|Mary Elizabeth Alexander Scroll
|Physical Stats & More
|The Bird’s Bright Ring (1976) (long poem)
|• In 2002, her book Illiterate Heart won the PEN Open Book Award.
• In 2009, she was honoured with Distinguished Achievement Award by the South
Asian Literary Association.
• In 2016, the Word Masala Foundation Honoured her with the Word Masala Award.
• In 1993, her memoir Fault Lines was chosen as one of the Best Books of 1993
by Publishers Weekly.
• In 2002, she was awarded the Imbongi Yesizwe Poetry International Award.
|Date of Birth
|17 February 1951 (Saturday)
|Date of Death
|21 November 2018
|Place of Death
|New York City, USA
|Age (at the time of death)
|Stomach Cancer citation
|• Khartoum University
|bachelor's degree in English and French citation
|Relationships & More
|Marital Status (at the time of death)
|David Lelyveld (Historian)
|Son- Adam Lelyveld
Daughter- Svati Lelyveld
|Father- George Alexander (meteorologist in the Indian government)
Mother- Mary Alexander (homemaker)
Sister- Elizabeth Alexander
Some Lesser Known Facts About Meena Alexander
- Meena Alexander (1951- 2018) was an Indian American Scholar and Poet. She was a renowned poet known for poems expressing emotions around dislocation and migration. She was a significant voice in contemporary poetry and postcolonial literature.
- Meena Alexander was born in Allahabad, India in a Syrian Christian family of Kerala, in 1951.
- Meena Alexander’s maternal grandfather, K. K. Kuruvilla, held a significant place in both her family history and India’s narrative. As a delegate representing the Mar Thoma Church at the International World Missionary Conference, Kuruvilla’s dedication extended beyond religious affairs into social causes and political activism
- She spent her fifth birthday on a ship from India to Sudan with her family to join her father who was posted there. After moving to Khartoum, Sudan she was home-schooled and during that time she was trained to speak and write in English. She finished high school exceptionally early, completing it by the age of 13. At the age of 13, she commenced her college education at Khartoum University.
- When she turned 15, she made the significant decision to change her name from Mary Elizabeth to Meena.
- By 1969, at the age of 18, she graduated with a degree. Shortly after turning 18, she moved to England to pursue her Ph.D. in British Romantic Literature at Nottingham University. Remarkably, by 1973, at a relatively young age, Meena Alexander completed her Ph.D. in English literature.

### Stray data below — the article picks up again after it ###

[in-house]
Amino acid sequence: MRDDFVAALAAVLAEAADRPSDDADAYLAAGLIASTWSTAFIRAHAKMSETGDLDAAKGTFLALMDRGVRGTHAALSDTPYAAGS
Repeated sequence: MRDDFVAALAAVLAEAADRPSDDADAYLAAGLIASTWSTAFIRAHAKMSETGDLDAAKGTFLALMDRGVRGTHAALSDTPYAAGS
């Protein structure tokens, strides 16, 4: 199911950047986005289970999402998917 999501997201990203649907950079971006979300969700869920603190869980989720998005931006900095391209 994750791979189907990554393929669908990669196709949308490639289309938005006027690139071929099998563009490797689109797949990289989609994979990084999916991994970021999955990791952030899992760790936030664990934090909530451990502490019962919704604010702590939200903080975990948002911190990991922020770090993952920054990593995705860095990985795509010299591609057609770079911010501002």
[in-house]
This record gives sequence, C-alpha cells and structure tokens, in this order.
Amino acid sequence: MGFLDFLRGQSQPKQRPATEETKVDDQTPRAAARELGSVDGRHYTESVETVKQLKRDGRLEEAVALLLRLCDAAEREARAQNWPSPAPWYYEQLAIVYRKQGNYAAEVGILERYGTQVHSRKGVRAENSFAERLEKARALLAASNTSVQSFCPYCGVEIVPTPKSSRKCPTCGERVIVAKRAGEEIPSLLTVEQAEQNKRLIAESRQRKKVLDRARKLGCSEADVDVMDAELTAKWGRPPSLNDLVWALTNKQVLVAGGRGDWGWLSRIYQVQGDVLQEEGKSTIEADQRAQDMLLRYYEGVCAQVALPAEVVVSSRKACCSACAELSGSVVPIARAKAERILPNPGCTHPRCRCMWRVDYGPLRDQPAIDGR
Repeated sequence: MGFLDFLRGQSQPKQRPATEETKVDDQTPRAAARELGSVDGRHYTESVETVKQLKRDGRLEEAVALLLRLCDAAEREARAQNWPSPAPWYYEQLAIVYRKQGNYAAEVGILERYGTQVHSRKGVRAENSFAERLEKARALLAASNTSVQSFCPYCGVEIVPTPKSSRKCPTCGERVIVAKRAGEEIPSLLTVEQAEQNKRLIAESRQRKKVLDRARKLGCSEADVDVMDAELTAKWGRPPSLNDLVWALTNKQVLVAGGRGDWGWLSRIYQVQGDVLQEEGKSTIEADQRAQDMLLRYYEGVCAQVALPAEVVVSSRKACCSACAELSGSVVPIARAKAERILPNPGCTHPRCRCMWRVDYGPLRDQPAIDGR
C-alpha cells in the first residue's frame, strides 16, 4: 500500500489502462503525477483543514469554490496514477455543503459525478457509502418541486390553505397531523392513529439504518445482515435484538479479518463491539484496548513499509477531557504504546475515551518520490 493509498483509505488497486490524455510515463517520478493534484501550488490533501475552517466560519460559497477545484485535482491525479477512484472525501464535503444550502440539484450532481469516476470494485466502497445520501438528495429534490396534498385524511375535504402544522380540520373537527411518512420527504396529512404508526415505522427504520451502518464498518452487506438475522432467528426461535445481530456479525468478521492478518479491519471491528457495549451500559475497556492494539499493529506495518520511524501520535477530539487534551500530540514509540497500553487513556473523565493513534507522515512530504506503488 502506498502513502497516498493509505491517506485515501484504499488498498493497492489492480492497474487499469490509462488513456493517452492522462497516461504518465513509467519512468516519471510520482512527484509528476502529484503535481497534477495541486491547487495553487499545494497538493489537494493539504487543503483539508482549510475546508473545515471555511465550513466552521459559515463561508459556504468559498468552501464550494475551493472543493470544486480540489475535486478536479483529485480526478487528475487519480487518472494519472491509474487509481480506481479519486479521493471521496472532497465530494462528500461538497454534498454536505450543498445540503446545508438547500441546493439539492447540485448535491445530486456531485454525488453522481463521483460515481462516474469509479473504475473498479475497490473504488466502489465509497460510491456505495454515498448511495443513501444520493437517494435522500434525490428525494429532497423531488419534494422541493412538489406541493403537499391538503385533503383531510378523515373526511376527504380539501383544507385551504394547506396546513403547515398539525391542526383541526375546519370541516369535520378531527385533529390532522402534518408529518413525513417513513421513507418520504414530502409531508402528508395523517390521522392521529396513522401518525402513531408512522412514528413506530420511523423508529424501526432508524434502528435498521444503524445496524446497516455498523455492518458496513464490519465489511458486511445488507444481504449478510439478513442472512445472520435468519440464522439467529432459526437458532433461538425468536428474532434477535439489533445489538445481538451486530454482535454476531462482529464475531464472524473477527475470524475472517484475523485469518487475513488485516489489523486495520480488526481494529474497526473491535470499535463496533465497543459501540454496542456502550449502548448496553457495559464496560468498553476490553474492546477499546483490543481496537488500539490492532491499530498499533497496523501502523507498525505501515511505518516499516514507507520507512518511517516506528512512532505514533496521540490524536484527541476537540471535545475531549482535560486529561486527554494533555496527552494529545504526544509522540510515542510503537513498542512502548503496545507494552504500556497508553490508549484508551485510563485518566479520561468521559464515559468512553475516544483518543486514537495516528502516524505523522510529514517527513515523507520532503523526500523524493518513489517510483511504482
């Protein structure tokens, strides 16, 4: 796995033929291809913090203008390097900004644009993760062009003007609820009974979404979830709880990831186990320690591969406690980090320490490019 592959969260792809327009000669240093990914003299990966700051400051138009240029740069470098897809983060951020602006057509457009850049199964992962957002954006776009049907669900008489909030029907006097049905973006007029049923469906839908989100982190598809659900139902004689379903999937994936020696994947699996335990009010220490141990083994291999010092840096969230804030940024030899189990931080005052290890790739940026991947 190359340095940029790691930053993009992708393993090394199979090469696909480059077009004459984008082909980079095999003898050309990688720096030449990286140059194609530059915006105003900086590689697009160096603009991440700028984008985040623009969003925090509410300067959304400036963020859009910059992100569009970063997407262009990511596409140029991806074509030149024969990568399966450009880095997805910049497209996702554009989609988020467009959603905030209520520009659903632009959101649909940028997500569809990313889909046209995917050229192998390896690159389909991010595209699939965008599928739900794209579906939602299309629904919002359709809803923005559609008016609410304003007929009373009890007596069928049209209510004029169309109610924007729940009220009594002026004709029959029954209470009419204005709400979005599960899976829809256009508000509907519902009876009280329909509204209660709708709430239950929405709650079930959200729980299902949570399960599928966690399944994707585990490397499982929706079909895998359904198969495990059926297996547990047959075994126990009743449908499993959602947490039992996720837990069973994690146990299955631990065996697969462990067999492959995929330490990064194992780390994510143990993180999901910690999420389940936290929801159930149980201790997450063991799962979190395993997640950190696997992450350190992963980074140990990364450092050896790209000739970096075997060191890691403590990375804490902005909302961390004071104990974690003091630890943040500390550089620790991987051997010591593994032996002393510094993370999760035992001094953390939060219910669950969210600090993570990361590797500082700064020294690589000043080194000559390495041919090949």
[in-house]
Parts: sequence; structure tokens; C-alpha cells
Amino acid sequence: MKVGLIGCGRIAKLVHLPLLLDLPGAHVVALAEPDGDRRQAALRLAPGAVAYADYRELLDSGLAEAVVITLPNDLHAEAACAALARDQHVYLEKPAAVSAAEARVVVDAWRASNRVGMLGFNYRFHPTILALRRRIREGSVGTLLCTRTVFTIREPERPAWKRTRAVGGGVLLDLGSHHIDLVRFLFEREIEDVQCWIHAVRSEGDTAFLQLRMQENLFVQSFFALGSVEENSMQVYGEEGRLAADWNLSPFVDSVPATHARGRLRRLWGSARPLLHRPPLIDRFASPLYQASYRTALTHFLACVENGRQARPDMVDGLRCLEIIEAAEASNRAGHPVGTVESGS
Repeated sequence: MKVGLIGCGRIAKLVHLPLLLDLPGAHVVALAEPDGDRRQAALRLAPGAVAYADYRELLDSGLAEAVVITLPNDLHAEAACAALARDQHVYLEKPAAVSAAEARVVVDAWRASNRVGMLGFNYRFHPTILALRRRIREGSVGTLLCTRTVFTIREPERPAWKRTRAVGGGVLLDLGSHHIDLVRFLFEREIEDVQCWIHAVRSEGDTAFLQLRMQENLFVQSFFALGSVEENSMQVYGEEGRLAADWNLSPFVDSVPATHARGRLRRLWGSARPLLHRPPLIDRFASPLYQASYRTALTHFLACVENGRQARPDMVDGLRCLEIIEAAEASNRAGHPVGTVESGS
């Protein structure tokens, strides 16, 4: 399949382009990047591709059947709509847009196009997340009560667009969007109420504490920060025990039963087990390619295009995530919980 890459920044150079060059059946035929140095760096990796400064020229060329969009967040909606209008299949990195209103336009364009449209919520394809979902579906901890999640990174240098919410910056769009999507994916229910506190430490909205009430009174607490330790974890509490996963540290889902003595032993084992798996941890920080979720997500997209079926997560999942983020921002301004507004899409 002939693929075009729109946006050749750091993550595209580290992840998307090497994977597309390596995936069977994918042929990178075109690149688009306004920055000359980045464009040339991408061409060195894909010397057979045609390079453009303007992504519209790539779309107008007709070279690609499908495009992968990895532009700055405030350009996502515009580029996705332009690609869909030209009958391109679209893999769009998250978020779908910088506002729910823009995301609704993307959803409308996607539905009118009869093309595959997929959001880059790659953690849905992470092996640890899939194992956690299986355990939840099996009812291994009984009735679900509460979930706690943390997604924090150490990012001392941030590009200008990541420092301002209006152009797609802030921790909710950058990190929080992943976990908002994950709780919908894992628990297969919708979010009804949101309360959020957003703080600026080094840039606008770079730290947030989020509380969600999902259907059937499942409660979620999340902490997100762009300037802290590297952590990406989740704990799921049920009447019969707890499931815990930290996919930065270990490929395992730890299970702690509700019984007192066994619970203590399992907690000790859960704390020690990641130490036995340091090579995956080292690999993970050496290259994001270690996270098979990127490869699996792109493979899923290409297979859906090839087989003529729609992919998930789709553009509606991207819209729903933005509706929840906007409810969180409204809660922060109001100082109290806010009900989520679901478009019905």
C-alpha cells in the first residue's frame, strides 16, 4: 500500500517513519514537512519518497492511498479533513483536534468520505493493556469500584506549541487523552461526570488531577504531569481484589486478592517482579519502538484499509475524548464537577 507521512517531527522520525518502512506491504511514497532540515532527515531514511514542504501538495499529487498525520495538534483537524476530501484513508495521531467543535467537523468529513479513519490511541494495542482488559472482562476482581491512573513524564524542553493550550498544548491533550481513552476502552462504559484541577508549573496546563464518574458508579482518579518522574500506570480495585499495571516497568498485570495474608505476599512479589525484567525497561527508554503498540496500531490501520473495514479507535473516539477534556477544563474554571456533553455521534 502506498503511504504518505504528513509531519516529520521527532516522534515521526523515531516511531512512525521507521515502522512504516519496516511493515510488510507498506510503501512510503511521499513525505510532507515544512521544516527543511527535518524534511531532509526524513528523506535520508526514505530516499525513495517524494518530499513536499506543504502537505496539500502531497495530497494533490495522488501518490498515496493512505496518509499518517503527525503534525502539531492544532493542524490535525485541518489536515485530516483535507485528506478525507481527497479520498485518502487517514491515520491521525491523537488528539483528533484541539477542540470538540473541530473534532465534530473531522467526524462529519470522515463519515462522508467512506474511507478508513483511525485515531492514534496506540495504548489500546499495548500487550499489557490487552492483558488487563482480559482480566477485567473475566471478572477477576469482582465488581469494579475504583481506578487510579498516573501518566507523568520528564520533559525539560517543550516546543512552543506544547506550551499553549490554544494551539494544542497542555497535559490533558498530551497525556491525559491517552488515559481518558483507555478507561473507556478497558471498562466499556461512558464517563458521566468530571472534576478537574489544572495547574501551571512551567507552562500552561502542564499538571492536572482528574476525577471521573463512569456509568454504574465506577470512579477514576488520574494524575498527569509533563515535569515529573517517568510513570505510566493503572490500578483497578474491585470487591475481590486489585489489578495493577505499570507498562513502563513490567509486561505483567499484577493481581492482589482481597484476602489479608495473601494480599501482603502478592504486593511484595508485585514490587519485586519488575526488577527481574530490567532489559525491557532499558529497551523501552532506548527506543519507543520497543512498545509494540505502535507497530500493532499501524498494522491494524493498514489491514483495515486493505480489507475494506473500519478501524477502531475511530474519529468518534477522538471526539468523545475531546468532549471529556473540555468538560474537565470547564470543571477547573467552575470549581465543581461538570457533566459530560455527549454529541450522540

- Meena Alexander discovered her passion for writing poetry at a young age. Even during her time at Khartoum University, her poems were so impressive that they were translated into Arabic and published in a local newspaper. Her initial poetry collections found their way to publication through Writers Workshop in Calcutta, a press founded by P. Lal, who was a professor at St. Xavier’s College.
- During her time in India, Alexander published many works which were often compared with the political situations in India by other Indian Scholars. Indian writer Githa Hariharan talked about the connection between Meena’s work and Indian politics and said,
Nampally Road is the landscape Alexander’s young protagonist, Mira Kannadical, must negotiate on a quest that involves personal as well as political challenges, choices and discoveries. Nampally Road is also a place living through a particular time. The road is in Hyderabad, a city with its own distinctive history, physical and cultural feel, and hierarchies. The city’s present life is reflective of India in the grip of the seventies, a decade pinned to the collective Indian memory with the experience of the Emergency imposed by Indira Gandhi.”
- Alexander authored numerous poetry collections, essays, novels, and memoirs, including works like “Illiterate Heart,” “Fault Lines,” “Nampally Road,” and “The Shock of Arrival.” Her writing often drew from her experiences of moving between different cultures and continents. Her work often explored themes of identity, migration, displacement, and the intersection of cultures.
- Her poems were published in The New Yorker, Harvard Review, Kenyon Review, and Threepenny Review.
- Meena Alexander’s last poem, “In Praise of Fragments,” was published two years after her death in 2020.
- Meena returned to India in 1974, having completed her PhD at Nottingham University, and began working at Miranda House, University of Delhi, in the English Department. She began teaching English at the Central Institute of English at the University of Hyderabad in 1975, and she also taught French and English at Jawaharlal Nehru University in 1975. Following her relocation to New York, Alexander was hired as an assistant professor at Fordham University in 1980. She remained there until 1987, at which point she moved to Hunter College, City University of New York (CUNY), where she worked as an assistant professor in the English Department until 1989 when she was promoted to associate professor. She also started teaching writing at Columbia University in 1990. In 1999, she was appointed Distinguished Professor of English at Hunter College.
- In 1979, Meena married Jewish-American historian David Lelyveld. While David was on sabbatical from the University of Minnesota, she met him at the Central Institute of English in Hyderabad, where she taught. Meena spent the majority of her life raising her children in New York City after she and her husband moved there after their marriage. Adam and Svati Lelyveld are Meena and David’s two children.
- Alexander’s poetry was adapted into music, including her poems Impossible Grace (2012) and Acqua Alta (2008). The City University of New York
- Meena Alexander held the Martha Walsh Pulver residency for a poet at Yaddo, a renowned artists’ community located in Saratoga Springs, New York.